“Games was the first encounter on a Synergy album with digital synthesis and to some degree, digital recording.  It was done under laboratory conditions at Bell Labs, which was then the crown jewel of the AT&T Research Lab.  It’s still there [or is it?], but it’s now part of the crown jewels of Lucent.  AT&T was the telephone company—Ma Bell—back then and had lots of wonderful “blue sky” research going on in computers, audio and various other technologies.  They would fund these things thinking—and rightfully so—that at some point, something would surface out of these free thinking projects that might be beneficial to the phone company.  They don’t do that so much anymore.  At that time, there wasn’t any real competition in the phone business.  Now, it’s very cutthroat.  However, at that time, one of their great, shining lights was Max Matthews, one of the pioneers of computer music and electronic music, at the academic and theoretical level. One of his departments was speech and synthesis.  They were exploring several areas of synthesizers, speech and vocals, which could be made into singing.  He had worked on one project as early as 1976 that incorporated aspects of that.

By 1978, they had some of the very earliest digital synthesizers, running essentially as software, with some concurrent specialized hardware they had built on minicomputers.  They were just mind-boggling to me after struggling to extract sounds from the Moog, Oberheim and related instruments I had been working with in the analog world.  This was positively world changing.  Again, like any technology at the beginning, it was a little tedious and difficult to control. I was just getting my feet wet, but there were a few passages recorded at Bell Labs that found their way onto the Games record.  The passages were enhanced with some of the analog synthesizers to flesh out the arrangements.  It was a very eye opening experience.  It set part of the tone for the album.  The other aspect of Games it that I was on the road a lot with the Peter Gabriel band and recording with them as well.  It meant that some of the writing was done on the road, captured on small cassette recorders and lots of scribbled-down notes.  It was the first album where I hadn’t set aside a block of time in my composer’s studio to write.  It was a different approach.”

Is it ironic that this digital work was issued on 8 TRACK?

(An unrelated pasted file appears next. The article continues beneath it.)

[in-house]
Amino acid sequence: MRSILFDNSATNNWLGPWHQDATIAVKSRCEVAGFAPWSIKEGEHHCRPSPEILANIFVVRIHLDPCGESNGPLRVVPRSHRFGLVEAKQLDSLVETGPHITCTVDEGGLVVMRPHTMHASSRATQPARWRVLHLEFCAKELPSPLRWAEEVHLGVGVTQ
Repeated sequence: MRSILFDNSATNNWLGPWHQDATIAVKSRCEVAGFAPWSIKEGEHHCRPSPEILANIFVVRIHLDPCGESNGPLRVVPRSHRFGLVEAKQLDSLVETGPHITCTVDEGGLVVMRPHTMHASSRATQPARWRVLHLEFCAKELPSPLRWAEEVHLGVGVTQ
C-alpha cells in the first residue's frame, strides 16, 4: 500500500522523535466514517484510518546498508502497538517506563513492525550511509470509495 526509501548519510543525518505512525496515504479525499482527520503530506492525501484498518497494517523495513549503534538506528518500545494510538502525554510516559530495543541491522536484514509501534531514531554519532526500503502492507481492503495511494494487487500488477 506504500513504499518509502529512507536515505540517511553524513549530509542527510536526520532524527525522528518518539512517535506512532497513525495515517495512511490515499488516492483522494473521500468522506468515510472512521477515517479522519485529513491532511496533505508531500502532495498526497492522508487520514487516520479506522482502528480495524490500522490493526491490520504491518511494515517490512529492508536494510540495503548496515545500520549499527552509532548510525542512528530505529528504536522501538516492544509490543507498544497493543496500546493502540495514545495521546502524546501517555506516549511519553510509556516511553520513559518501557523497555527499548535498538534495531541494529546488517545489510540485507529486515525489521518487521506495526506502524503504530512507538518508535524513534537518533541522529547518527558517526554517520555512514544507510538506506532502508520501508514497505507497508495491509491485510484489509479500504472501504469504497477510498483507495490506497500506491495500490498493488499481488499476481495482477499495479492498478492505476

Larry Fast 8 trackEd Goldstein’s current percussion philosophies are being carried out through Big Car Jack.

Big Car Jack-xThis piece, by the way, is not Zero to 180’s first reference to bagpipes in popular music — sorry Ed, I’m not referring to AC/DC’s “It’s a Long Way to the Top (If You Wanna Rock ‘n’ Roll)” but rather “Reggae Bagpipes“!

Abstract Interjection!  This is the 4th Zero to 180 piece tagged as “Experimental Pop

“Chef d’Oeuvre”: Negative Radio Plays?

I am reading the memoir of music industry legend, Bob Thiele — producer at Coral Records who “discovered” Buddy Holly and would later work with Louis Armstrong, Duke Ellington, Count Basie, John Coltrane, Sonny Rollins, Albert Ayler, Joe Turner, Otis Spann, Gil Scott-Heron, and BernardPrettyPurdie & the Playboys, among many other artists.

Funny Thiele didn’t mention having produced Jon Appleton‘s (highly) experimental album.  The fact that “Chef D’Oeuvre” was released as a 45 delights me to no end:

“Chef d’Oeuvre”     Jon Appleton     1969

Be sure to listen for the stereophonic loop of a Chef Boyardee jingle – a recurring motif.

45Cat’s Harvestman Man humorously observes:  “If it’s possible for a record to actually get a negative number of plays on the radio, this would be a likely candidate … it is that weird.”

Appleton 45

Thanks to Vintage Vinyl Revival for the liner notes to Appleton Syntonic Menagerie from which I take this excerpt:

“Labels, categories, boundary lines – the neat classifications separating musical experiences – are dissolving rapidly.  Young musicians and listeners, brought up in a “global village” because of the pervasiveness of television, recordings, and transistor radios, refuse to be compressed by past conventions.  The popular music of the present is, for example, a continually changing fusion of rock, country and wester, blues, Indian influenes, echoes of Appalachian ballads, jazz, rhythm and blues, and many other elements.

“Simultaneously, young composers – who, in another time, would have been called “classical” composers – are also probing, discovering, and transcending territorial markings of the past. Jon Howard Appleton, for example.  Since 1967, he has been Director of the Electronic Music Studio at Dartmouth, where he is also Assistant Professor of Music.  [This] The first album of his work – on Flying Dutchman – reveals the open-ended scope and resourcefulness of the new music as well as Appleton’s inventive singularity.”